Politically motivated shutdowns of nuclear power plants look set to be put off for at least ten years, after an official report said the country could not manage without nuclear.
Since a 2003 decision to phase out nuclear energy, the lifespans of nuclear power reactors in Belgium are limited to 40 years, with shutdown dates around 2015 pencilled in for Doel 1, Doel 2 and Tihange 1.
However the 'group of experts on the energy mix' (GEMIX), set up by government to inform its position, has said those reactors will be needed until at least 2025 - until efficiency measures and renewables might be able to stabilise supply.
|Tihange. Belgium's seven reactors provide more than half of electricity
The final report has been reviewed by the Central Council of Economy and and the Federal Council for Sustainable Development. It was delivered to energy and climate minister Paul Magnette yesterday.
A 15% cut in energy consumption is recommended by 2020, with a 13% target for renewables in line with Belgium's commitments under the European Union. But GEMIX found that even if those things were achieved, the country would still need to operate the Doel 1, Doel 2 and Tihange 1 until 2025.
Magnette supports an extension: "This... would ensure security of supply in the country, avoiding substantial production of carbon dioxide and would maintain a price level that protects the purchasing power of households and the competitiveness of our businesses."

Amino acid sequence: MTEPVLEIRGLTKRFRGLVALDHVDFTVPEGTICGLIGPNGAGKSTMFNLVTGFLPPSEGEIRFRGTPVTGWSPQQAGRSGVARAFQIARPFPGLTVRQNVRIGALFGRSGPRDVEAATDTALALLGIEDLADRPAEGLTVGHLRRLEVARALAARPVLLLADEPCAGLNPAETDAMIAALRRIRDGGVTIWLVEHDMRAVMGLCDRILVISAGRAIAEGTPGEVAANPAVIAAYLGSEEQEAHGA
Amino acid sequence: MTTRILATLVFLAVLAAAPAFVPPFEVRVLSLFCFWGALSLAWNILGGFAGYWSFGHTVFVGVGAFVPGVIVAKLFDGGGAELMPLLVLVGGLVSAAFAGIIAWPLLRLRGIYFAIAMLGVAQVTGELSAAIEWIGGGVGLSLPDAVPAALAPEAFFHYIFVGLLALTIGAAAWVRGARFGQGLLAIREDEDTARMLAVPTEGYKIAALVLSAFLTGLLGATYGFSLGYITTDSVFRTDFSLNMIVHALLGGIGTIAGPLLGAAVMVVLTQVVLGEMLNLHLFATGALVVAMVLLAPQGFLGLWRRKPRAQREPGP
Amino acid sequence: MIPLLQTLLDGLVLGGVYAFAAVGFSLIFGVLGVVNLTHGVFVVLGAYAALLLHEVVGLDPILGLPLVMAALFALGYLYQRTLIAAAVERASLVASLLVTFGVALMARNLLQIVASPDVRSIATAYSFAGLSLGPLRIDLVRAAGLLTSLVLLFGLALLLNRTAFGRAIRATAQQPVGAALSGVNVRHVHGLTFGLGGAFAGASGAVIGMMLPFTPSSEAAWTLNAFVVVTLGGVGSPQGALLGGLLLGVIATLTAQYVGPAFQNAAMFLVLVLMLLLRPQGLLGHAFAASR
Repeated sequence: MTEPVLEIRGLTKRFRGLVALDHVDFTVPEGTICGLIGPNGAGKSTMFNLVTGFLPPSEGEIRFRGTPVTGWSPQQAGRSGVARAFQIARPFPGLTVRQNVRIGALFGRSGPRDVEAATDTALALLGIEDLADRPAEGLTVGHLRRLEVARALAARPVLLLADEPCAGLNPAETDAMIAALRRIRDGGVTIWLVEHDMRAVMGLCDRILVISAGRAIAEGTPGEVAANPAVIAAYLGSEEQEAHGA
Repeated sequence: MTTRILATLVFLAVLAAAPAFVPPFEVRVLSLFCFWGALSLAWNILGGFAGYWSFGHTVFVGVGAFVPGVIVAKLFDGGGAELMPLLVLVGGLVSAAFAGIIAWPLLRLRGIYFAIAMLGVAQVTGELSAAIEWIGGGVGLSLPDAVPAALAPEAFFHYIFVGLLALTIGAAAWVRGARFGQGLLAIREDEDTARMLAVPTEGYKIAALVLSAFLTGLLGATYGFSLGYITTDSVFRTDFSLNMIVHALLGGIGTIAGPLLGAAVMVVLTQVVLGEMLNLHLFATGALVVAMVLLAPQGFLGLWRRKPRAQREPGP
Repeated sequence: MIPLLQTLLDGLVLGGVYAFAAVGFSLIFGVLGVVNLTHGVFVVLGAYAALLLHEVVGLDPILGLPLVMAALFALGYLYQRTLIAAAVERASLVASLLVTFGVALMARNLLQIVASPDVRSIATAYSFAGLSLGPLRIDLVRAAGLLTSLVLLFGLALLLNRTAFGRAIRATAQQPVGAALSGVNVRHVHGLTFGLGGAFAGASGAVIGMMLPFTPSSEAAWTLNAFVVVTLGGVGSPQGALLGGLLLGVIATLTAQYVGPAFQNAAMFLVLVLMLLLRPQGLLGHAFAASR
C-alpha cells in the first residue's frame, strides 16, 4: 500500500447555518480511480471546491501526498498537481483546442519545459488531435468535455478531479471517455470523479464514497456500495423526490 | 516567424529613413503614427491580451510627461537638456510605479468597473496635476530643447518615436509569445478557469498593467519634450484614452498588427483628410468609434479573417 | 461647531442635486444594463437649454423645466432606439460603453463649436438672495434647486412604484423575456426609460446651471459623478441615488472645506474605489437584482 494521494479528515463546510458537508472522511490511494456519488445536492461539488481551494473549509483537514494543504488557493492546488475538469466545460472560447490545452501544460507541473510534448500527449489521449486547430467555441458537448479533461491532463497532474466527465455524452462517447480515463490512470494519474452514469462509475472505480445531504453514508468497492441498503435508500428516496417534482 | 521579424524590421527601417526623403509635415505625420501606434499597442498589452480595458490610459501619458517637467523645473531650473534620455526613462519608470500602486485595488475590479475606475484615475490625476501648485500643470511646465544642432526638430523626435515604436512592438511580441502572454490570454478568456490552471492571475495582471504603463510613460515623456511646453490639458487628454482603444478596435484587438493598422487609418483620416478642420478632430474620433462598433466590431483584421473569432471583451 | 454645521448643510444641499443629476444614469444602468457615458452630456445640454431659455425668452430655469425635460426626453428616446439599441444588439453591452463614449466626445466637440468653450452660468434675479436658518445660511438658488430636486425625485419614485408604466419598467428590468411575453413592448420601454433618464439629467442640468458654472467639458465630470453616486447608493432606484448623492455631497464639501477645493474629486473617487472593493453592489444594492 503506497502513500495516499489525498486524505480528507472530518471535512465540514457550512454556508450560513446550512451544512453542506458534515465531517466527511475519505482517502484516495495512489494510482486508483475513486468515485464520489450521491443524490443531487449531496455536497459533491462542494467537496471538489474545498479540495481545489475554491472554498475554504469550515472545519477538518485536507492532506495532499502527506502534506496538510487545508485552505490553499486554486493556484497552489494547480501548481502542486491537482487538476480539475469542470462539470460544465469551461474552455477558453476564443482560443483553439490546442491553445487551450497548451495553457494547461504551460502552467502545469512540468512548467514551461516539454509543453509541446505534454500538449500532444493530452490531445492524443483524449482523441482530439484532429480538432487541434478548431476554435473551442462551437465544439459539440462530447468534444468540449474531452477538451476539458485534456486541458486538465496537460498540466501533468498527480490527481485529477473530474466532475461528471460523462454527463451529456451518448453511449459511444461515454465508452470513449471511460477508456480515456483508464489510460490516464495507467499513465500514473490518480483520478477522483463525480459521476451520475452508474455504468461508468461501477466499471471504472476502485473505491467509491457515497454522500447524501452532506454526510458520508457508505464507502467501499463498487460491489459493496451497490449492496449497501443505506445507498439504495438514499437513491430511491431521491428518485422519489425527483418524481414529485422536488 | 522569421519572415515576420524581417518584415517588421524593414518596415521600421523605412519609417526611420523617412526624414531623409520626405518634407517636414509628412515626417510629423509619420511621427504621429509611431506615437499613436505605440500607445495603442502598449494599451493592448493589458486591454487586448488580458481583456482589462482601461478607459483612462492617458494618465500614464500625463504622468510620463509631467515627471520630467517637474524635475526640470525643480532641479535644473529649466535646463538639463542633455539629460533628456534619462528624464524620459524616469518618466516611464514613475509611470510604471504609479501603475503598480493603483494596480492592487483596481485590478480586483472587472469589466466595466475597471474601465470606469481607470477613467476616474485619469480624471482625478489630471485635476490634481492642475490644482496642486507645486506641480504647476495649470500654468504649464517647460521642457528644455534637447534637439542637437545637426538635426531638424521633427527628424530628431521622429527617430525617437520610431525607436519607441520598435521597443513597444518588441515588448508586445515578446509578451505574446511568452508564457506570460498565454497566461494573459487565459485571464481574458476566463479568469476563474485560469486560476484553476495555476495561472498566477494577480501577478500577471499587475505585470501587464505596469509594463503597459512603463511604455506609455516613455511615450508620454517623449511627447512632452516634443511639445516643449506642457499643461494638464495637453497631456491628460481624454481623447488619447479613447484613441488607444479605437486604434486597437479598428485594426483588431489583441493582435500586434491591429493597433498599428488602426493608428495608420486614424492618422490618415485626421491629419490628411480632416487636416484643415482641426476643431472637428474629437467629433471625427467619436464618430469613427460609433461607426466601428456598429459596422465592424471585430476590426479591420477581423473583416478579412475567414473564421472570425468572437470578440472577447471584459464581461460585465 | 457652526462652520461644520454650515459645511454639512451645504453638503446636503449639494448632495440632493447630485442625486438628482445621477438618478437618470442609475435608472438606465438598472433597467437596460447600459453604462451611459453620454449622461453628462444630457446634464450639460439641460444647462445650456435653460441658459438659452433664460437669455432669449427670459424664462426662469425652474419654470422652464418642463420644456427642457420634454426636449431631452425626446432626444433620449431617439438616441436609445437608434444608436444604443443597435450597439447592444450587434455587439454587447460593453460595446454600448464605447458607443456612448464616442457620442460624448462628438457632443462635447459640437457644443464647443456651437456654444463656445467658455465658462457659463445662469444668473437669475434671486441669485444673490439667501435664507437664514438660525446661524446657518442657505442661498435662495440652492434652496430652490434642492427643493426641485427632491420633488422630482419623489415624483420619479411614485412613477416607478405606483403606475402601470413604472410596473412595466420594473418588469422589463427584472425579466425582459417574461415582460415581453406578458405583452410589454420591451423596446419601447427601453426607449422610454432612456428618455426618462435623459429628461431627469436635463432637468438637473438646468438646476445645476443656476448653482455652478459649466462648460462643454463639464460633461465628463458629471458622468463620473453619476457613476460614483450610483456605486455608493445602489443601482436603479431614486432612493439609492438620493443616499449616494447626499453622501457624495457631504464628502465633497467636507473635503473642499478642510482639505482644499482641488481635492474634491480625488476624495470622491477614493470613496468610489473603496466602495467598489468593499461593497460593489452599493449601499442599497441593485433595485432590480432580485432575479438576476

GEMIX continued that a new study in 2019 should consider a further ten-year extension to 2035. This would see the units operate until the age of 50, whereas similar reactors elsewhere are licensed to operate for up to 60 years subject to strict checks.
Even more dramatic is GEMIX's suggestion to add 20 years to the early closure dates of Doel 3, Doel 4, Tihange 2 and Tihange 3 - stretching these to the 2040s - but Magnette was not drawn to comment on that. He did say that a reprieve for the first three reactors would come at a price to nuclear operators: They would have to ensure "fair prices", make "massive investment in renewables and energy efficiency" and set up "ambitious research programs in new technologies related to energy efficiency and the environment, and the management and treatment of nuclear waste."
Last but not least came a requirement for "the removal of a significant part of the nuclear margin in favour of the state budget, through a structural mechanism." In other words, a tax to reduce the profitability of nuclear power. This would not be a new thing: In 2008 nuclear generators were made to pay 'contribution' of €250 million to state funds, against which Electrabel has lodged an appeal with the Constitutional Court.